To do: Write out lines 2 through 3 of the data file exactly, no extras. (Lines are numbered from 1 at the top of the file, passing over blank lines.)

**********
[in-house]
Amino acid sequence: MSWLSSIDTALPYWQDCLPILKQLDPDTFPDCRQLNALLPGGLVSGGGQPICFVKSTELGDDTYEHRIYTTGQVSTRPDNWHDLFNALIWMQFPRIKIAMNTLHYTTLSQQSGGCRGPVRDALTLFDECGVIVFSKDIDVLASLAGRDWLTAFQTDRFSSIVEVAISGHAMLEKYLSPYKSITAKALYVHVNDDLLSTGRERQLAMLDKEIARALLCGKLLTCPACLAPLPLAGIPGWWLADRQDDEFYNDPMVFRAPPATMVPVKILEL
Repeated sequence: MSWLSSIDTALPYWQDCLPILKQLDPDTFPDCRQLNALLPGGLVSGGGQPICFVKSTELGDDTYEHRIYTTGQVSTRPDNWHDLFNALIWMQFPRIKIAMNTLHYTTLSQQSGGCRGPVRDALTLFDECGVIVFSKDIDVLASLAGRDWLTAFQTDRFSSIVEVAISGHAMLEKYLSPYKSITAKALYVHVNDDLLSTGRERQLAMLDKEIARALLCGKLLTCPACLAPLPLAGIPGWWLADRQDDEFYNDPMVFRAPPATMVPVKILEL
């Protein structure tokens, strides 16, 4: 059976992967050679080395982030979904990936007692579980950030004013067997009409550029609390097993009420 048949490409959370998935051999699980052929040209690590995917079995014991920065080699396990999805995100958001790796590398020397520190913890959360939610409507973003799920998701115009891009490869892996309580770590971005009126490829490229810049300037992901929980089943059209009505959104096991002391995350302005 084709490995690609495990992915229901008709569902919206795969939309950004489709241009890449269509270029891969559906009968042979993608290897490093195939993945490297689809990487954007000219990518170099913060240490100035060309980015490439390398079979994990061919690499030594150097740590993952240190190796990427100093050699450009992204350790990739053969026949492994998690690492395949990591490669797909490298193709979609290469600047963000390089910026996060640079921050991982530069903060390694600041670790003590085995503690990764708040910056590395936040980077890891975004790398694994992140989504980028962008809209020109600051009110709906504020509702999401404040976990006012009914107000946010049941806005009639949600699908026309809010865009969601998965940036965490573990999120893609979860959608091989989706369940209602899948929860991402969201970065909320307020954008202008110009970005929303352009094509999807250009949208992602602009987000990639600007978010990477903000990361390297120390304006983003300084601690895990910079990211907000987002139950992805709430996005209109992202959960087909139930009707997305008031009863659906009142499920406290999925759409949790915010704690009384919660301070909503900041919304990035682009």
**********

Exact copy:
Amino acid sequence: MSWLSSIDTALPYWQDCLPILKQLDPDTFPDCRQLNALLPGGLVSGGGQPICFVKSTELGDDTYEHRIYTTGQVSTRPDNWHDLFNALIWMQFPRIKIAMNTLHYTTLSQQSGGCRGPVRDALTLFDECGVIVFSKDIDVLASLAGRDWLTAFQTDRFSSIVEVAISGHAMLEKYLSPYKSITAKALYVHVNDDLLSTGRERQLAMLDKEIARALLCGKLLTCPACLAPLPLAGIPGWWLADRQDDEFYNDPMVFRAPPATMVPVKILEL
Repeated sequence: MSWLSSIDTALPYWQDCLPILKQLDPDTFPDCRQLNALLPGGLVSGGGQPICFVKSTELGDDTYEHRIYTTGQVSTRPDNWHDLFNALIWMQFPRIKIAMNTLHYTTLSQQSGGCRGPVRDALTLFDECGVIVFSKDIDVLASLAGRDWLTAFQTDRFSSIVEVAISGHAMLEKYLSPYKSITAKALYVHVNDDLLSTGRERQLAMLDKEIARALLCGKLLTCPACLAPLPLAGIPGWWLADRQDDEFYNDPMVFRAPPATMVPVKILEL